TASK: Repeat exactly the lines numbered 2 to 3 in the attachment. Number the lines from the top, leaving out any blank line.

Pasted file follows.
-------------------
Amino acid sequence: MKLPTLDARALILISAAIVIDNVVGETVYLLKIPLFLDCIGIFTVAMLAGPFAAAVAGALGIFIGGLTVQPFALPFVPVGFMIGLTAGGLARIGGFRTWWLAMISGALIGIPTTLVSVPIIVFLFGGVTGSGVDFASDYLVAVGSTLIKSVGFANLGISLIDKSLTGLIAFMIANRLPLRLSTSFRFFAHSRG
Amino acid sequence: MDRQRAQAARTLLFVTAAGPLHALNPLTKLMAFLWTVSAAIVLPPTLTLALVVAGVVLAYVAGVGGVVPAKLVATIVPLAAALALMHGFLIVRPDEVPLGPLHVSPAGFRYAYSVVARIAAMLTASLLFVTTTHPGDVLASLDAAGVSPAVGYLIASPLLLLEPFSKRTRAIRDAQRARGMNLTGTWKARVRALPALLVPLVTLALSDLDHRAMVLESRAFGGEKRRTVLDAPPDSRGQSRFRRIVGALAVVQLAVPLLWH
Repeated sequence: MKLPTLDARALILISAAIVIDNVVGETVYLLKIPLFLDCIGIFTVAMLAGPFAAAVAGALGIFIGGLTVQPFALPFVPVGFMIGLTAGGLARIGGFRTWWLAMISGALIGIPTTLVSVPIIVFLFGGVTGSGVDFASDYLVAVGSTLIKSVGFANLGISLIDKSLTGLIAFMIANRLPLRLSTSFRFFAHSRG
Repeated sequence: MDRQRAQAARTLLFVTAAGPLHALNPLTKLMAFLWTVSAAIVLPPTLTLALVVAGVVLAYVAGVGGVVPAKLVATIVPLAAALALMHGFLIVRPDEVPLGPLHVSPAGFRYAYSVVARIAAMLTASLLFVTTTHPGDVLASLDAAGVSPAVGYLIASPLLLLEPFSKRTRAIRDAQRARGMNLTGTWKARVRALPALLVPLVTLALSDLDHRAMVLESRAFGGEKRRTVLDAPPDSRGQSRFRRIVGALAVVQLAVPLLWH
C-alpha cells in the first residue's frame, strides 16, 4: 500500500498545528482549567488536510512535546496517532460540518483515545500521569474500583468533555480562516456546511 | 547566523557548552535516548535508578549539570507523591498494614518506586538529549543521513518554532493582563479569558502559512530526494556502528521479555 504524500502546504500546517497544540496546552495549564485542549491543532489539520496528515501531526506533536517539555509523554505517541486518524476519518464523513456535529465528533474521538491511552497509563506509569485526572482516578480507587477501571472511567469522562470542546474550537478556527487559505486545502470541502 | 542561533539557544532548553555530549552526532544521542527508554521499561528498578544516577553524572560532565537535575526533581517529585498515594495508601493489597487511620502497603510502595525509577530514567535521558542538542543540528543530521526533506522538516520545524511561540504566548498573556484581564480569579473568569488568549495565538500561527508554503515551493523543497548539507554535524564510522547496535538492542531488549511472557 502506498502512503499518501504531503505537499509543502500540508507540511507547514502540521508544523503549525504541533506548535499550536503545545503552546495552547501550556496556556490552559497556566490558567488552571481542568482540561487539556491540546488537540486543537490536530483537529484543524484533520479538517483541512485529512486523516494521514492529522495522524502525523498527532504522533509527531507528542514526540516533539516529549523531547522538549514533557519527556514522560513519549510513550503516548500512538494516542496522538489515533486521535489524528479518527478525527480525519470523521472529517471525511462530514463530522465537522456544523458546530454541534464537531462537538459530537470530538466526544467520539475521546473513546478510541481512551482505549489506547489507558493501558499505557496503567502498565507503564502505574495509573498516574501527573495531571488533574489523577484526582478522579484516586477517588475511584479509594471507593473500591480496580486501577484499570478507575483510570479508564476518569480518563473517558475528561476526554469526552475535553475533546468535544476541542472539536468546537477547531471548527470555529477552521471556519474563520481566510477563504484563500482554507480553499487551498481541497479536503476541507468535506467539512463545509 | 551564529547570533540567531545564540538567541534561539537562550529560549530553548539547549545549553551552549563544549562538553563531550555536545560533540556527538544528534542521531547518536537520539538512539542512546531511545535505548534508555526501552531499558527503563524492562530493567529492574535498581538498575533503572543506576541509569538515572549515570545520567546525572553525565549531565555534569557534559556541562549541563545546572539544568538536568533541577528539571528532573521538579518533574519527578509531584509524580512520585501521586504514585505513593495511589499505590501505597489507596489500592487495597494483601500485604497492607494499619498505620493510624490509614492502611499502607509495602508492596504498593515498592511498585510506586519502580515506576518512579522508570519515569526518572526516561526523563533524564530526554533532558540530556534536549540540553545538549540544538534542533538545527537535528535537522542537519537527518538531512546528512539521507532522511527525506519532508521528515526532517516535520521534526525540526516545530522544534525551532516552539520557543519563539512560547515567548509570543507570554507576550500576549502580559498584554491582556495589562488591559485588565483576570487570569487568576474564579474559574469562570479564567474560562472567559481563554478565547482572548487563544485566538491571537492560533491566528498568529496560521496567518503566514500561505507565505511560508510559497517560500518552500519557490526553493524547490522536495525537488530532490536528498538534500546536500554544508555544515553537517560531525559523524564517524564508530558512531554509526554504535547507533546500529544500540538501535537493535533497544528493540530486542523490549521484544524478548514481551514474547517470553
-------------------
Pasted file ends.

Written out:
Amino acid sequence: MDRQRAQAARTLLFVTAAGPLHALNPLTKLMAFLWTVSAAIVLPPTLTLALVVAGVVLAYVAGVGGVVPAKLVATIVPLAAALALMHGFLIVRPDEVPLGPLHVSPAGFRYAYSVVARIAAMLTASLLFVTTTHPGDVLASLDAAGVSPAVGYLIASPLLLLEPFSKRTRAIRDAQRARGMNLTGTWKARVRALPALLVPLVTLALSDLDHRAMVLESRAFGGEKRRTVLDAPPDSRGQSRFRRIVGALAVVQLAVPLLWH
Repeated sequence: MKLPTLDARALILISAAIVIDNVVGETVYLLKIPLFLDCIGIFTVAMLAGPFAAAVAGALGIFIGGLTVQPFALPFVPVGFMIGLTAGGLARIGGFRTWWLAMISGALIGIPTTLVSVPIIVFLFGGVTGSGVDFASDYLVAVGSTLIKSVGFANLGISLIDKSLTGLIAFMIANRLPLRLSTSFRFFAHSRG